Germany is the second most popular country in the world for immigration. Every year thousands of migrants come to Germany for better life. People with different nationalities, religions, educations, and professions made Germany the cultural mosaic. Be it a student or a professional Germany can open up better avenues for education as well as quality lifestyle for family with security, health assurance, clean environment and lots of leisure time. Here is a list of 5 key reasons to move to Germany.

Germany is the second most popular country in the world for immigration. Every year thousands of migrants come to Germany for better life. People with different nationalities, religions, educations, and professions made Germany the cultural mosaic. Be it a student or a professional Germany can open up better avenues for education as well as quality lifestyle for family with security, health assurance, clean environment and lots of leisure time. Here is a list of 5 key reasons it could be a destination of your choice.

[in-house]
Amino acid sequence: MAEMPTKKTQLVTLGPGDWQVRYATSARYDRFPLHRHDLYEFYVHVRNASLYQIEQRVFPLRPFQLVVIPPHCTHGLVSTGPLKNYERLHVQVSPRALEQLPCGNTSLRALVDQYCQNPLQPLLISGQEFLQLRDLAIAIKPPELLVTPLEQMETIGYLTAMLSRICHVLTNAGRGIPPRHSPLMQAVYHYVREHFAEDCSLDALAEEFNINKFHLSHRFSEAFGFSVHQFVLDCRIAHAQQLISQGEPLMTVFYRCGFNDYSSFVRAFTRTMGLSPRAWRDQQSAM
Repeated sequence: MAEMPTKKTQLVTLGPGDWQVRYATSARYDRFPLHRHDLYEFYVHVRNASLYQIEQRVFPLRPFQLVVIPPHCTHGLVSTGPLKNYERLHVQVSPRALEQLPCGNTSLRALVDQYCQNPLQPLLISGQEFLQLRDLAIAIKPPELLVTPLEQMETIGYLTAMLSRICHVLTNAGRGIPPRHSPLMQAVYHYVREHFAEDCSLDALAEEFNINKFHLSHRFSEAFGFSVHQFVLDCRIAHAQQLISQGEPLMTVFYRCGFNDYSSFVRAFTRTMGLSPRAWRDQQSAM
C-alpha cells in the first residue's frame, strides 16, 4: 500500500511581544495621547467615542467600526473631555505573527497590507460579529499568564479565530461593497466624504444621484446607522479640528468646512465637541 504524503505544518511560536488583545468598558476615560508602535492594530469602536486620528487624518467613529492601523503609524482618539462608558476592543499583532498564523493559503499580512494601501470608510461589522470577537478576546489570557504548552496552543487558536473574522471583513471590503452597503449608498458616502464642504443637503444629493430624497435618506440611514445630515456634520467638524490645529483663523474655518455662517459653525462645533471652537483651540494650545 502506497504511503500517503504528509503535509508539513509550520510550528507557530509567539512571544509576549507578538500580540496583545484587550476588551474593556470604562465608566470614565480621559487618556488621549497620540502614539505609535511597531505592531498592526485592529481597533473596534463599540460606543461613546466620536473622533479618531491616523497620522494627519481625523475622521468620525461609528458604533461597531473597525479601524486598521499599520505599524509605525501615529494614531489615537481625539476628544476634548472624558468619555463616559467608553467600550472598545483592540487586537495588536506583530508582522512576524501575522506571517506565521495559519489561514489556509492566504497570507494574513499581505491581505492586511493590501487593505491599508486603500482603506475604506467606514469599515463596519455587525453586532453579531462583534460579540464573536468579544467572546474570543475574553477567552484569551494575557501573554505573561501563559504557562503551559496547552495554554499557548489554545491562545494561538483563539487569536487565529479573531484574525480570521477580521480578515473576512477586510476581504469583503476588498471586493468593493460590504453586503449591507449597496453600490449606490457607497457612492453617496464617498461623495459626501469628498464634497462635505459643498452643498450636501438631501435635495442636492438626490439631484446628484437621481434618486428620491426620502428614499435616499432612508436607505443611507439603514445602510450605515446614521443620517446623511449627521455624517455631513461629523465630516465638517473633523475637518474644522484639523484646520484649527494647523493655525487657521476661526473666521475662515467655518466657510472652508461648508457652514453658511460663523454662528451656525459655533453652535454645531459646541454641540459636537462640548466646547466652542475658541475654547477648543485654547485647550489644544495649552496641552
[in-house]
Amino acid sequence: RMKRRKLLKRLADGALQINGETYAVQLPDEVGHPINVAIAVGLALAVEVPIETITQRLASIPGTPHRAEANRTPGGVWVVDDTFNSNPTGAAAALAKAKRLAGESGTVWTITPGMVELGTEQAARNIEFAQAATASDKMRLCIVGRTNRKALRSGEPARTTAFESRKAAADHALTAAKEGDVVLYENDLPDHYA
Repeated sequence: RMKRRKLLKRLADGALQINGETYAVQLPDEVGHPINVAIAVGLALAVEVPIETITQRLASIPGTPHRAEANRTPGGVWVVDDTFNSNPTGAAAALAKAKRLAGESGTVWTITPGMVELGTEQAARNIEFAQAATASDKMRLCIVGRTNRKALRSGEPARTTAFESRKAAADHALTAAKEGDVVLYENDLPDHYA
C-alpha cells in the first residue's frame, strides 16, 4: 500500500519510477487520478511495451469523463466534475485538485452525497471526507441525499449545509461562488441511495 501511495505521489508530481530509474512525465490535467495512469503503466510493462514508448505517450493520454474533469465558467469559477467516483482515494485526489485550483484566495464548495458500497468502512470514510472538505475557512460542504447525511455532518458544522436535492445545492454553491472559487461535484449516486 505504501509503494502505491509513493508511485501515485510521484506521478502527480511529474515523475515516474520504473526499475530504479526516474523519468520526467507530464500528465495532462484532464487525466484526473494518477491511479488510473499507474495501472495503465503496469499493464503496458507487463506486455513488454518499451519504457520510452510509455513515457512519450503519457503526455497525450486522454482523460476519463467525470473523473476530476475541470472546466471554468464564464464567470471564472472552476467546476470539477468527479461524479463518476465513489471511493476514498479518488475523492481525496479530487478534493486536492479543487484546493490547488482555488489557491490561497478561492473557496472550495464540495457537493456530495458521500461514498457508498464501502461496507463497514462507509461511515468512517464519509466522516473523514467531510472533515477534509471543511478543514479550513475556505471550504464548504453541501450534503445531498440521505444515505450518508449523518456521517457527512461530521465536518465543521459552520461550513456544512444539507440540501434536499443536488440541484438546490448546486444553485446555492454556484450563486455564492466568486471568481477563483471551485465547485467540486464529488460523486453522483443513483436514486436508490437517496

Germany gives you good healthcare options

According to WHO Germany’s Healthcare system is ranked on number 5 in top 10 healthcare system rankings. Germany has a universal healthcare system, meaning that everyone can receive healthcare treatment. People in Germany live 2-3 years longer on an average as compared to people in the west. If you plan to move and start living in Germany, you have to get health insurance. You can choose to take it from the public health system that covers around 90%of German residents or with a private company.

Working hours in Germany are shorter than in any other developed nation.

In Germany Businesses and shops can stay open only unto legally permitted hours. Hence a working in Germany means spending fewer hours at your desk as compared to other countries. Average working week in Germany is less than 48 hours a week and paid leave of 25 days on an average per year is applicable for any employee across Germany. There are also 10-13 public holidays per year in Germany, depending on which state you choose to live. So get ready to spend more family, personal time and sweat fewer hours at your workplace.

46 World heritage sites that you can visit, all in one country.